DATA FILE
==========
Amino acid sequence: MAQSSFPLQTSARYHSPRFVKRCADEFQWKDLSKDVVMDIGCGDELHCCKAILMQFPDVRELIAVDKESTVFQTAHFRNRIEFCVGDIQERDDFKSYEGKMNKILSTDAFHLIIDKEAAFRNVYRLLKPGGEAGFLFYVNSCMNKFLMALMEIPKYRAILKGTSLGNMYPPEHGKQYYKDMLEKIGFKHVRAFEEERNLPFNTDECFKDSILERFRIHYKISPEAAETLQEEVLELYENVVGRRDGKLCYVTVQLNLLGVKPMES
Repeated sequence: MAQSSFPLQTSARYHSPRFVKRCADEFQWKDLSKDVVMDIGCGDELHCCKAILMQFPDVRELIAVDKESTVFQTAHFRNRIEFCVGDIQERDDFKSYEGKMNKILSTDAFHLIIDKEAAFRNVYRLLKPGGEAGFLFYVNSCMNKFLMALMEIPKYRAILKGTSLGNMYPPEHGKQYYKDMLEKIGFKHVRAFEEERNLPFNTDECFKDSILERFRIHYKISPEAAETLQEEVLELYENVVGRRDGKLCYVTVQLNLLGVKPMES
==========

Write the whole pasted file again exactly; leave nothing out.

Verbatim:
Amino acid sequence: MAQSSFPLQTSARYHSPRFVKRCADEFQWKDLSKDVVMDIGCGDELHCCKAILMQFPDVRELIAVDKESTVFQTAHFRNRIEFCVGDIQERDDFKSYEGKMNKILSTDAFHLIIDKEAAFRNVYRLLKPGGEAGFLFYVNSCMNKFLMALMEIPKYRAILKGTSLGNMYPPEHGKQYYKDMLEKIGFKHVRAFEEERNLPFNTDECFKDSILERFRIHYKISPEAAETLQEEVLELYENVVGRRDGKLCYVTVQLNLLGVKPMES
Repeated sequence: MAQSSFPLQTSARYHSPRFVKRCADEFQWKDLSKDVVMDIGCGDELHCCKAILMQFPDVRELIAVDKESTVFQTAHFRNRIEFCVGDIQERDDFKSYEGKMNKILSTDAFHLIIDKEAAFRNVYRLLKPGGEAGFLFYVNSCMNKFLMALMEIPKYRAILKGTSLGNMYPPEHGKQYYKDMLEKIGFKHVRAFEEERNLPFNTDECFKDSILERFRIHYKISPEAAETLQEEVLELYENVVGRRDGKLCYVTVQLNLLGVKPMES